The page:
One of the Best in Boston

Posted by on August 3rd, 2015  •  0 Comments  • 

The news was a bit surprising, though the rumors had been out there for a week.

The creative genius will no longer run the Boston Red Sox. Larry Lucchino is stepping down at age 70.

The man who helped end the ‘Curse of the Bambino’, getting the Red Sox to the World Series, has seen his franchise slip, looking now at a 3rd last place finish over the last four years.

It’s hard to tell whether Boston has fallen on hard times because of Lucchino, or the brain drain in the front office, with the loss of GM-Theo Epstien, and so many of his assistants.

They seldom put owners or lead executives into the Hall of Fame in Cooperstown, but there is no doubt about Lucchino’s influence in lots of places on the baseball road map.

As a creative genius, he helped design the beauty of PNC Park in Pittsburgh, Camden Yards in Baltimore, and Petco Park here.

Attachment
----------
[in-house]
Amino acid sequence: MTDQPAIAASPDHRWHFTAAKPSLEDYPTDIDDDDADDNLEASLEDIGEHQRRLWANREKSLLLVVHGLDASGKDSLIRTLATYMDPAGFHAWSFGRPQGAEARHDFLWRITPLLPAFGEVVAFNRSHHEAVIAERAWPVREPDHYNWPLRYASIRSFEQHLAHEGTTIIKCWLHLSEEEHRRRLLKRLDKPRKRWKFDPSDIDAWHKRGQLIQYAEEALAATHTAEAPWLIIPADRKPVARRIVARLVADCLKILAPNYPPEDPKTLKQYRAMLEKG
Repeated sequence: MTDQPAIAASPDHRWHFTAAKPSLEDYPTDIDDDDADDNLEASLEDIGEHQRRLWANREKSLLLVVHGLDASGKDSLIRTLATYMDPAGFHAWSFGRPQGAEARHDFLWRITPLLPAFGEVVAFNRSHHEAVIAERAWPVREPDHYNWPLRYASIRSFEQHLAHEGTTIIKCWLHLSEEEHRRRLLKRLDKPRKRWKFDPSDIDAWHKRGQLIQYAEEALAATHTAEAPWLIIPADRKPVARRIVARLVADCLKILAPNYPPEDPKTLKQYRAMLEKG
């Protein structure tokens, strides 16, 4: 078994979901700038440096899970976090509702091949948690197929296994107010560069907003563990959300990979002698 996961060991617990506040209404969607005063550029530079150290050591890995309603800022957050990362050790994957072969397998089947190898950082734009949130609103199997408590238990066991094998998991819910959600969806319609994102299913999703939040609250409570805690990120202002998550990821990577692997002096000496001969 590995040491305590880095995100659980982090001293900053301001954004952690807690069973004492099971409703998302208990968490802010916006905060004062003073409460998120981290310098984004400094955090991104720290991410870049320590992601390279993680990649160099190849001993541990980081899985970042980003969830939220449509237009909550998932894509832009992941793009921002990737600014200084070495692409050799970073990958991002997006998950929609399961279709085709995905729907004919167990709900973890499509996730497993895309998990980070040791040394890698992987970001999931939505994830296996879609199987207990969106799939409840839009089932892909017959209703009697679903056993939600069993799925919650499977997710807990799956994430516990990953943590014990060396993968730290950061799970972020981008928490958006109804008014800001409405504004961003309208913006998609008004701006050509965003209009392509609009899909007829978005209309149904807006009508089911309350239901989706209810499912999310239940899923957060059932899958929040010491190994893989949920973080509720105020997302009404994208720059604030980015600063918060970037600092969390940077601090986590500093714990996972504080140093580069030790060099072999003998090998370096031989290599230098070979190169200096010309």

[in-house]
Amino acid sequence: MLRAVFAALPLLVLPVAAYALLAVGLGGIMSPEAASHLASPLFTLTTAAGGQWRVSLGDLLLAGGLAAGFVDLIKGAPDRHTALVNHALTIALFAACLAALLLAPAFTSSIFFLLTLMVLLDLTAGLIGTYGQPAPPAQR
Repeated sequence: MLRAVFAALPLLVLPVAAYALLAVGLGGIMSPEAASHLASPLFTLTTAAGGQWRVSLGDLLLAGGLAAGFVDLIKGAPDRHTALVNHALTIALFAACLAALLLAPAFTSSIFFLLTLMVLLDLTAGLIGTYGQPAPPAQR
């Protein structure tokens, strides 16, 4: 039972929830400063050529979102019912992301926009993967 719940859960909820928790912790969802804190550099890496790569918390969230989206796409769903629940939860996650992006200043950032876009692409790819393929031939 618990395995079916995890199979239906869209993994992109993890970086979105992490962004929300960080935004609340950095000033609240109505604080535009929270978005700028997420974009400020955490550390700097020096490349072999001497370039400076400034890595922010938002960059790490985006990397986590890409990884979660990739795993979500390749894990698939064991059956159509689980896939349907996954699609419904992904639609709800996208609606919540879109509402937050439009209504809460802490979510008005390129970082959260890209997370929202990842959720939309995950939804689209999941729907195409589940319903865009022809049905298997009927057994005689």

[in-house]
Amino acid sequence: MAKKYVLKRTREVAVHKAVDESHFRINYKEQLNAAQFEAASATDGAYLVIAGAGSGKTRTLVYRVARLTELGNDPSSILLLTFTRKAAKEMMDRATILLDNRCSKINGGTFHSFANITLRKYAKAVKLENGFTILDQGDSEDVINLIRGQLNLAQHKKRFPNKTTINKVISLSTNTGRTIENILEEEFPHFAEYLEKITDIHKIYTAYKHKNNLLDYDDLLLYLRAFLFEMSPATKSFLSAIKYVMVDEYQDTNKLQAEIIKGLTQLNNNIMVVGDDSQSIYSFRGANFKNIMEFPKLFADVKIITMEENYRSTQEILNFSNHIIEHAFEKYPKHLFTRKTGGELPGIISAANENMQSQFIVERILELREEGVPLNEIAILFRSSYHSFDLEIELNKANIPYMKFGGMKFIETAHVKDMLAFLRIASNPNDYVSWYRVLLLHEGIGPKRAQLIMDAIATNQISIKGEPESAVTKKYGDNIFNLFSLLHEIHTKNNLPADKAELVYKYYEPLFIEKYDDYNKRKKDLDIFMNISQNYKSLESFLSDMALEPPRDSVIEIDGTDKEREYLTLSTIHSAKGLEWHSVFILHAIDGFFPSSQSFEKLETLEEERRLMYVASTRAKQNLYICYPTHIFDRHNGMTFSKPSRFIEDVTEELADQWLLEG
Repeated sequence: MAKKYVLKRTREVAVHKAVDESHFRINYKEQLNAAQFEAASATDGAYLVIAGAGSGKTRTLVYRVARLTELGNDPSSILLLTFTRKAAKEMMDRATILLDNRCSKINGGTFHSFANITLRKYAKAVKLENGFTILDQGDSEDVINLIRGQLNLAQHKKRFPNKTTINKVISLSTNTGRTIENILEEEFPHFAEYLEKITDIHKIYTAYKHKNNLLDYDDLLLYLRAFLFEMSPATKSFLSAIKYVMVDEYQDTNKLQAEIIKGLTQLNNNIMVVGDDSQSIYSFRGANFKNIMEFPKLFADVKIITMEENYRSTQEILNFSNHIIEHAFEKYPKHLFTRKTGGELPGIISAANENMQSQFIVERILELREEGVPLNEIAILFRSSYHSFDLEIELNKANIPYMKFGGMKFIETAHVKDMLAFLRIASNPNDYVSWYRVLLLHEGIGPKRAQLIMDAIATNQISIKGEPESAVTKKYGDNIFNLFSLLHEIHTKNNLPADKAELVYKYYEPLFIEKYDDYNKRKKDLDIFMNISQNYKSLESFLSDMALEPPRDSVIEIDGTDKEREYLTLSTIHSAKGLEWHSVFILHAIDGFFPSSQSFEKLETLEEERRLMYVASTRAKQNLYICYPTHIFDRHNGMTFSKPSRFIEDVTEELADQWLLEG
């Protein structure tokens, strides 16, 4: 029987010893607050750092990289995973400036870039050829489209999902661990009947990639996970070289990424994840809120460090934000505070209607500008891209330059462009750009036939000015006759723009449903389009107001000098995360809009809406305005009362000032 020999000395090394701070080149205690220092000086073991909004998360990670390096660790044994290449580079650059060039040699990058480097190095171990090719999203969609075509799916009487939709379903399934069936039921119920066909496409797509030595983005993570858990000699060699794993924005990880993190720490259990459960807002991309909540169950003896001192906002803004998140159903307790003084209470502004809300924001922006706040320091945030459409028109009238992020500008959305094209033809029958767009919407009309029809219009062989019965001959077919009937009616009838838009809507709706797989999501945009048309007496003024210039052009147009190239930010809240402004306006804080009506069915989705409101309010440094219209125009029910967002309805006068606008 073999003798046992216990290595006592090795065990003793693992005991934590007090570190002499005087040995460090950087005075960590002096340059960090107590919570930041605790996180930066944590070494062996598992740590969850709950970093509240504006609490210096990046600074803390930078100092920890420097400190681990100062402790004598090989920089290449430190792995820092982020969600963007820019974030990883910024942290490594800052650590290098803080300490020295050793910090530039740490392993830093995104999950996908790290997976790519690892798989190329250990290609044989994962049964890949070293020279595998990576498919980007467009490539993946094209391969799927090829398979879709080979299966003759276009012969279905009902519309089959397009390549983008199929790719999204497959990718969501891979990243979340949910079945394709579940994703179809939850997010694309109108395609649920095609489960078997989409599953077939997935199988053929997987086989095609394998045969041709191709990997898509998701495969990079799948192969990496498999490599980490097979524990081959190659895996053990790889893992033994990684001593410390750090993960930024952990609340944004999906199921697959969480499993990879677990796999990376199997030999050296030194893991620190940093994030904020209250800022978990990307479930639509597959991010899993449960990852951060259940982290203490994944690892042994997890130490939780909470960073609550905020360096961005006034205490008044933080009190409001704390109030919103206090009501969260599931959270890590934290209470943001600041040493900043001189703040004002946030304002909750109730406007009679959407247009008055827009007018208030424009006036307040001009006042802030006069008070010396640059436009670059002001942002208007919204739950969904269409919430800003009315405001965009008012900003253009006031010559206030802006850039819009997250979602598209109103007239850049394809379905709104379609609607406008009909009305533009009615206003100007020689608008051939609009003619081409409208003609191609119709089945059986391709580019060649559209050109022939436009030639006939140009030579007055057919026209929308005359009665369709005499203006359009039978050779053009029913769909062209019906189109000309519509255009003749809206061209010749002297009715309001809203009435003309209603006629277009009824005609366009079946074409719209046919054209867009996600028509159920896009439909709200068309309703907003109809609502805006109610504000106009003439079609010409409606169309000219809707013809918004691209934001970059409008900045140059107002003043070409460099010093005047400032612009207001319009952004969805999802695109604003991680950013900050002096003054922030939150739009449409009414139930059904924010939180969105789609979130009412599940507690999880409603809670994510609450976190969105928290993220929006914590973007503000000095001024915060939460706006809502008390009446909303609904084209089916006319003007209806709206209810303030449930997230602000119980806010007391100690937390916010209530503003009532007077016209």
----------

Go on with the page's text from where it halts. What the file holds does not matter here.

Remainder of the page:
He was the driving force about ways to save-preserve the history of Fenway Park, making it a money maker and reigniting its value and heritage in the Red Sox nation (aka) the State of New England.

An influential man at the Commissioner’s office level, a brilliant man in terms of marketing and maximizing revenue, Lucchino is indeed a special man. Yes pushy, but the first to get to the bottom line in all things baseball related.

A cancer survivor in San Diego, he re-invented himself as a dynamo in Boston. His decision to take on George Stienbrenner in the Border War bidding for free agents set the tone that the Red Sox would be different under John Henry’s ownership and Lucchino’s leadership.

Things change when you don’t win. Age creeps up and influences personal decisions. But one thing is certain, Larry Lucchino’s genius was everywhere in baseball.

We were lucky to cross paths with him in San Diego.

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